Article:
Denisovan Psalm

By on March 9, 2016 in News & Musings

Deep inside a Siberian cave,
were found two teeth and a fingertip bone.
DNA analysis concluded these to be
of a young girl from an unknown branch
of humankind, named Denisovan
(after the hermit, Denis, who once lived in the cave).

Two X-chromosomed teeth and a nubbin of bone—
the only record yet known,
that Denisovans ever existed.


Pioneer 10, a space probe launched
to explore the outer planets,
completed its mission, then fell silent
as it slipped the bounds of this solar system home,
to traverse a dark and endless void—
alone and incommunicado.

Scientists predict it will pass by Aldebaran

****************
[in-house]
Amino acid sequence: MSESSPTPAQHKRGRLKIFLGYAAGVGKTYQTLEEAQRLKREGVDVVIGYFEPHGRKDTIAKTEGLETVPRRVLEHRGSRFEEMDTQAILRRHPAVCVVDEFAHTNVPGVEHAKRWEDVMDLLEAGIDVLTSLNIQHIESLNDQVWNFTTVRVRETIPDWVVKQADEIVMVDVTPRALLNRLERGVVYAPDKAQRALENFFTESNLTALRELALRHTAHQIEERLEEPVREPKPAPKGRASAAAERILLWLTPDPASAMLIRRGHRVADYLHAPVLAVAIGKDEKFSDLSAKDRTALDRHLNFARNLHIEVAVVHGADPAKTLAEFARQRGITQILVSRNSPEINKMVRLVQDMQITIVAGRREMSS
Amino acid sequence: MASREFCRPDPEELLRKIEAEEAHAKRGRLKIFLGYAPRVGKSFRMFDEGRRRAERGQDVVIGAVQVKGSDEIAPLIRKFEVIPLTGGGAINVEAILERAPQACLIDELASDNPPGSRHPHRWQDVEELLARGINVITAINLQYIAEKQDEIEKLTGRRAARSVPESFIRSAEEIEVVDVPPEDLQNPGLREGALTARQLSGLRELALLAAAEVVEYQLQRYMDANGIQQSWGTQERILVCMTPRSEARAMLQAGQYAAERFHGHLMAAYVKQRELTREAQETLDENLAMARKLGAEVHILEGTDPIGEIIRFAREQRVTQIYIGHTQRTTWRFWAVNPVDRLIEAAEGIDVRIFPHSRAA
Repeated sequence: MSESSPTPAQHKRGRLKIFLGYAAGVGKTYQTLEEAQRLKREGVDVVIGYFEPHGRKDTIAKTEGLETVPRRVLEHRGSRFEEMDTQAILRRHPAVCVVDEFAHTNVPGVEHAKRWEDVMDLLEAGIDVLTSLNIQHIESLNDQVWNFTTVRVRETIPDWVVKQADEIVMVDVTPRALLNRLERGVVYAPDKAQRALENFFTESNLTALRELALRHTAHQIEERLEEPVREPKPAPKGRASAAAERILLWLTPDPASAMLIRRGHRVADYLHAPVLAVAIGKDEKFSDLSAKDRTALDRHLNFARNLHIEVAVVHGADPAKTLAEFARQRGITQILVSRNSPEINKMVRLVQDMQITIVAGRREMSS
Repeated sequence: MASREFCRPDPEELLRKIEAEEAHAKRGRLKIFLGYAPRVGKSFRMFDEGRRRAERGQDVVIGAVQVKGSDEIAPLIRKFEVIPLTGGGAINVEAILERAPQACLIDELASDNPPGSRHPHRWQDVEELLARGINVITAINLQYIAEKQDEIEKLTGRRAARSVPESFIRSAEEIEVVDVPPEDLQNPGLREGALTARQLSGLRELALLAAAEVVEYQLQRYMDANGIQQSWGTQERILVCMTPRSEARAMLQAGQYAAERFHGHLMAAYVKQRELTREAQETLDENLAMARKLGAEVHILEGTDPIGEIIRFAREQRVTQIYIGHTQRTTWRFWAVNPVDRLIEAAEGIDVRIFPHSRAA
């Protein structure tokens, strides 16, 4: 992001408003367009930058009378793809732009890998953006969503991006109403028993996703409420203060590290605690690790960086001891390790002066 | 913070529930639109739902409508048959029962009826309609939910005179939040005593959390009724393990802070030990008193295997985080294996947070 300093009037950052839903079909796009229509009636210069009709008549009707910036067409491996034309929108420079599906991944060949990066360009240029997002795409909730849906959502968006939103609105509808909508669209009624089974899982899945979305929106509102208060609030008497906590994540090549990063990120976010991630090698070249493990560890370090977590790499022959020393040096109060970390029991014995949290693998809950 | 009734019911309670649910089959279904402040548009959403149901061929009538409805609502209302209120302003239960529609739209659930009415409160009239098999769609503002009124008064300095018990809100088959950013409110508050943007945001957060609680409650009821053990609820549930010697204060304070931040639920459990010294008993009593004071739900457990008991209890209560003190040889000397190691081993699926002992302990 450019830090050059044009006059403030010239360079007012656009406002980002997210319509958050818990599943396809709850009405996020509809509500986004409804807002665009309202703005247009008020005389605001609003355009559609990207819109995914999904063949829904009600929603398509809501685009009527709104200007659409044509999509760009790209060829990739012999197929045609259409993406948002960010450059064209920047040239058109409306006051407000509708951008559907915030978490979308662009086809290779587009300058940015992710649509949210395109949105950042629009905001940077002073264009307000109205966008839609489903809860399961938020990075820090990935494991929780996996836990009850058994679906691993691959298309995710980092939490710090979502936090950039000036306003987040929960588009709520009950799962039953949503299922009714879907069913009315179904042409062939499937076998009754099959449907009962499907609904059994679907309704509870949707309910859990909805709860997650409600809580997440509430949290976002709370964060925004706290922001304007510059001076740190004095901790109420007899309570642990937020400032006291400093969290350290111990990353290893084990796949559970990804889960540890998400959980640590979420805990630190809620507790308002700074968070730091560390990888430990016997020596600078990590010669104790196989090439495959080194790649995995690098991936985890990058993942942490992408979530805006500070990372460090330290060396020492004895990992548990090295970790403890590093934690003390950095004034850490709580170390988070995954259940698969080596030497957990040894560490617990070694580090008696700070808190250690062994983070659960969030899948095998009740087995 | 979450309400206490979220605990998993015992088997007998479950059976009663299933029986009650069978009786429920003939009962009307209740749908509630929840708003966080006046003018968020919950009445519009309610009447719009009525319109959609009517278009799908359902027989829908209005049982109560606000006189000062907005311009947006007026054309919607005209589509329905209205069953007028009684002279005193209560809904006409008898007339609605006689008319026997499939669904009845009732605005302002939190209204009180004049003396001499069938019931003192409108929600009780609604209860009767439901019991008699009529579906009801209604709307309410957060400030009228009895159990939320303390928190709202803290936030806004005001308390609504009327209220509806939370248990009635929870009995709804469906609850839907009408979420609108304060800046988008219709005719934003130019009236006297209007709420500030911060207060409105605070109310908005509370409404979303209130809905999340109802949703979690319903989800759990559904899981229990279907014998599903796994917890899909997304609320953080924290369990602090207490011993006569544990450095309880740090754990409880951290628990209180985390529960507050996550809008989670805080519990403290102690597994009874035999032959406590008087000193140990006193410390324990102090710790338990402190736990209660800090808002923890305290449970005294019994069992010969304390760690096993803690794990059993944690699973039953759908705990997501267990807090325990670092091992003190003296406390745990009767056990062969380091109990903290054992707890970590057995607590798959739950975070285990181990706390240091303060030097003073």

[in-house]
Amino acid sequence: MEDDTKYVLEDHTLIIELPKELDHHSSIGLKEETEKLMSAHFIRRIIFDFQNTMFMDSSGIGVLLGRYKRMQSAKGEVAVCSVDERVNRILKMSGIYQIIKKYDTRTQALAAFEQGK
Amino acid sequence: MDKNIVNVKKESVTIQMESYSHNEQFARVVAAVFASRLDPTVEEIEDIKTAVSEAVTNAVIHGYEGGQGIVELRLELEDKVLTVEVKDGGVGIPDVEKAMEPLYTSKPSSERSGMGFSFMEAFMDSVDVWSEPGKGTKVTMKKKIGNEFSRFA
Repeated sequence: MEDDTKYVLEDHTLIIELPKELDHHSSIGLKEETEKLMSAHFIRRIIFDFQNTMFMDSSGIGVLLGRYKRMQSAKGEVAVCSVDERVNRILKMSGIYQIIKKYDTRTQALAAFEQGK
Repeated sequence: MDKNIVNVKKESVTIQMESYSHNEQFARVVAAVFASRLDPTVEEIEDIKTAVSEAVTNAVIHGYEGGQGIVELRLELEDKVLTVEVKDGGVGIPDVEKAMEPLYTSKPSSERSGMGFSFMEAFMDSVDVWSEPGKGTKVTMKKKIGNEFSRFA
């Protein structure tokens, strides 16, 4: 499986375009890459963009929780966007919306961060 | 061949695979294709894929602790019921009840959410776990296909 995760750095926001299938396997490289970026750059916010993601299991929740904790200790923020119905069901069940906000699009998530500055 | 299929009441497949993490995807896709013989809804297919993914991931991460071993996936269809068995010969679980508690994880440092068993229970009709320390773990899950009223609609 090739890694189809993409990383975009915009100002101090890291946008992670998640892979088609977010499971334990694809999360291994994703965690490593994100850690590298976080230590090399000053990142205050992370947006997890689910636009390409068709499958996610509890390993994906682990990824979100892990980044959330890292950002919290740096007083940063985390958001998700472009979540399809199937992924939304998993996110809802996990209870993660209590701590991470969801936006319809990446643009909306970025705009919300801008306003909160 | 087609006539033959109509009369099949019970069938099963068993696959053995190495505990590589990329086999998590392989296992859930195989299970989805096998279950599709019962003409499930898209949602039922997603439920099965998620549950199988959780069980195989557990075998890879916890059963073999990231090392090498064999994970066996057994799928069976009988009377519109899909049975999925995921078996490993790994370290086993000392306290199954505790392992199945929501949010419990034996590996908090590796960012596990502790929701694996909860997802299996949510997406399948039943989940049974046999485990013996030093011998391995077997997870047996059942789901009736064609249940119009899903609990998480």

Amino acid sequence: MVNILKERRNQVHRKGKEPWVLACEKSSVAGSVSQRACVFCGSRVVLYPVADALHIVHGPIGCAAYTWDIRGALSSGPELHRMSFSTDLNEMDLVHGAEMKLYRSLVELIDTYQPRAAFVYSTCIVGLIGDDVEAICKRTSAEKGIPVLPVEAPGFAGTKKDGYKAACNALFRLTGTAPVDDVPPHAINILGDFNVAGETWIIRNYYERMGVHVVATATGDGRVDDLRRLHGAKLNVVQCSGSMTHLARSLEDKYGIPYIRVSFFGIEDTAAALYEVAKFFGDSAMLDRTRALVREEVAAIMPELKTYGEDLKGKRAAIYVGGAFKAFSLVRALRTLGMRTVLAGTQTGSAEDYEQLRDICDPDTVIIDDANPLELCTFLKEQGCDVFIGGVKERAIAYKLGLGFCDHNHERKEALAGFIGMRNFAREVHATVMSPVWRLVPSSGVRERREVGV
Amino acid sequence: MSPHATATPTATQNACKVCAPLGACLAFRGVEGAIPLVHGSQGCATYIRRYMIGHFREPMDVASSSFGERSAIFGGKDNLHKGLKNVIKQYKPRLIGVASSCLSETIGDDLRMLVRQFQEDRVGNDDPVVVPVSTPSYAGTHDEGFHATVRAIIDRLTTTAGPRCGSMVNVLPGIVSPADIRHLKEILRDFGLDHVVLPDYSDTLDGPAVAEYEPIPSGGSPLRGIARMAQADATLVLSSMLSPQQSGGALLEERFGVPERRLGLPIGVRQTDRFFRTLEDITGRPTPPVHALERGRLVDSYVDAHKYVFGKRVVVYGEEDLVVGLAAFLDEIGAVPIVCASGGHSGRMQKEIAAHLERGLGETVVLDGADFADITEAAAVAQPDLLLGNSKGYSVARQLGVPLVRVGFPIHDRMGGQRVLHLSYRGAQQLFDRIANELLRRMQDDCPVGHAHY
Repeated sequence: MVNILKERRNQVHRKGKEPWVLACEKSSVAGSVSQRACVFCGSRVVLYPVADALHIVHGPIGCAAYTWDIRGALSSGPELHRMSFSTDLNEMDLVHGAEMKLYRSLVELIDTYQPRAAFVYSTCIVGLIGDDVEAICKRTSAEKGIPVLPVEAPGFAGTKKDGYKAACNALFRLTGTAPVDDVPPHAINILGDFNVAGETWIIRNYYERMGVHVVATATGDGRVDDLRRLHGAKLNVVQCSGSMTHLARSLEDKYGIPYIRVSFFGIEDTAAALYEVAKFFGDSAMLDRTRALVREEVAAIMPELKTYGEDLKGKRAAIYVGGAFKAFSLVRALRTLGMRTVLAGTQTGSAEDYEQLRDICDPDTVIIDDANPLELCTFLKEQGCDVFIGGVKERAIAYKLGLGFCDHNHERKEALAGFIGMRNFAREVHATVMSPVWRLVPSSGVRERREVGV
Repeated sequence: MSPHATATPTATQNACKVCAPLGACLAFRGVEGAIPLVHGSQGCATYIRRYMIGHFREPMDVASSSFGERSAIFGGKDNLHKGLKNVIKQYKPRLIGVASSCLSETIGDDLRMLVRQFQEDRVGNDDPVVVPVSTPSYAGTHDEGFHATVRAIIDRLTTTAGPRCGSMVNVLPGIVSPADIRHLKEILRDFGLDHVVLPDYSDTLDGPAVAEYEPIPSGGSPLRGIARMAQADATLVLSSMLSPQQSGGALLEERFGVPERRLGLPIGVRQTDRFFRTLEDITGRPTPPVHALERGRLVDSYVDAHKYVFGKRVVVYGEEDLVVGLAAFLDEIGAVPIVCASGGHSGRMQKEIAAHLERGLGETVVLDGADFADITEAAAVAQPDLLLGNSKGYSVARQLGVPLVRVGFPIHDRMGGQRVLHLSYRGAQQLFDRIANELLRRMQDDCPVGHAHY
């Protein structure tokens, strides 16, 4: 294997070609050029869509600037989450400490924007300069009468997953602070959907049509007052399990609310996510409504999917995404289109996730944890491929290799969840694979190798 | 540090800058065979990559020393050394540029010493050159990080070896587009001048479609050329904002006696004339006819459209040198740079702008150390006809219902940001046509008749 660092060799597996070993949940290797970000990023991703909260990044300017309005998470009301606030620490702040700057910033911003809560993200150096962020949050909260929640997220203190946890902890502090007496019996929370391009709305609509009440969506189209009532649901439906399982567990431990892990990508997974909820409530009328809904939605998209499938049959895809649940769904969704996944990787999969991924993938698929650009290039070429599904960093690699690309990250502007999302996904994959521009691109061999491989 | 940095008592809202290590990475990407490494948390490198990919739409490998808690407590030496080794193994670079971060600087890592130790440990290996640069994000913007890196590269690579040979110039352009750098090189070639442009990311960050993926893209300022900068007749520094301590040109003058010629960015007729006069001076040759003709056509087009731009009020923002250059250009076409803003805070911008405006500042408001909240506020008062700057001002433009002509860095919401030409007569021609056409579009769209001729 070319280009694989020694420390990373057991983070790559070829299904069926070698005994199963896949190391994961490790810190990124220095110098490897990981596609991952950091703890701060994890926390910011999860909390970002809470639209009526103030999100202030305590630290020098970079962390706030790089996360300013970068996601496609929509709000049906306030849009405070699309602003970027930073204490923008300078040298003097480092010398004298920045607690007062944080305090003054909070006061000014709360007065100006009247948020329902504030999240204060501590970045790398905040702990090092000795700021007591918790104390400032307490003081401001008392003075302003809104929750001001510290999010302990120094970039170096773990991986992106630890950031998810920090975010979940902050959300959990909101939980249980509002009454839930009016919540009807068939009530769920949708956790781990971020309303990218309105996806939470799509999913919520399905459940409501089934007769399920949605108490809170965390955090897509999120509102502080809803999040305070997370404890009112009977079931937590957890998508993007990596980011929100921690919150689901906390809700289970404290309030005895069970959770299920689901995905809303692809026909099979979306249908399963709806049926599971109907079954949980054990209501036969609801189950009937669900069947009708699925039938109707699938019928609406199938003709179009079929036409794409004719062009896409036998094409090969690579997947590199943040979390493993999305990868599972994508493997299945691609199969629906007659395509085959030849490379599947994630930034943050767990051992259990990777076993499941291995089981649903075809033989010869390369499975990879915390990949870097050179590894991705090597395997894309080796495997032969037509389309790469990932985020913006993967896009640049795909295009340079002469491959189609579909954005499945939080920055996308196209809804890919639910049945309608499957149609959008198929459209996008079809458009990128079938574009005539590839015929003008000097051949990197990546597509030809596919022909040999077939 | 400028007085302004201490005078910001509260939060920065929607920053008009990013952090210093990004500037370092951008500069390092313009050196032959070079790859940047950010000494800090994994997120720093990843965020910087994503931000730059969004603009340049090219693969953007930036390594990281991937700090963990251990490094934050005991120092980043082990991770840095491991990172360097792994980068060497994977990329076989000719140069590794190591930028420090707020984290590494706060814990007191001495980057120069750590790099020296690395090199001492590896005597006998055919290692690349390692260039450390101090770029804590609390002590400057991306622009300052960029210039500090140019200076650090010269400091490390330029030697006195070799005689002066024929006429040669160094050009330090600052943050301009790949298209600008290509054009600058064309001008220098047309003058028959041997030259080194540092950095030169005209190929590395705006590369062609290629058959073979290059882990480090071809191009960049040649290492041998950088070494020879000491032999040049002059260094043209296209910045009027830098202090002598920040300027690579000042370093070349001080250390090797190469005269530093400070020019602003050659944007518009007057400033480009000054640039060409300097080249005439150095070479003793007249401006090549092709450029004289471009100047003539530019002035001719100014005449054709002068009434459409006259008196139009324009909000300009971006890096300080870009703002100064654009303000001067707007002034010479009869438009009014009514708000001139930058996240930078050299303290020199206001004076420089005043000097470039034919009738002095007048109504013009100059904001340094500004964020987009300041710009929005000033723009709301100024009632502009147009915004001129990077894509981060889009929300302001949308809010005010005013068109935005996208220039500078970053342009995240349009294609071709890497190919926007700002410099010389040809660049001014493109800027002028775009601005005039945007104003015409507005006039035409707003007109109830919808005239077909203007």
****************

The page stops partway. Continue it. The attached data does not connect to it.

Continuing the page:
(a “nearby” star) in some
two million years.


Forty thousand years have passed
since that Denisovan died.
WHO was she?
What mattered to her?
What did she dream for herself?
Did she ever stare up at a raven sky and wonder,
Who it was that made her?

Her only legacy (and of all her kind) is
two teeth and a tiny bone. Nothing else.


Fifty times longer than that will pass,
from now till when that lonely ship “arrives.”
Then today will be a very, very long time ago.
What of ME shall, by then, remain?
Any sign or even distant ripple?
Or Denisovan oblivion,
and radio silence?


Or more?

God said to the exiles:

   “Can a woman forget her nursing-child, or show no compassion
for the child of her womb? Even these may forget, yet I will not forget you.
See, I have inscribed you on the palms of my hands.”1


Remember my dust, O Lord, when I sleep (trusting) in you.

1 Isaiah 49:15-16

Brad Langley


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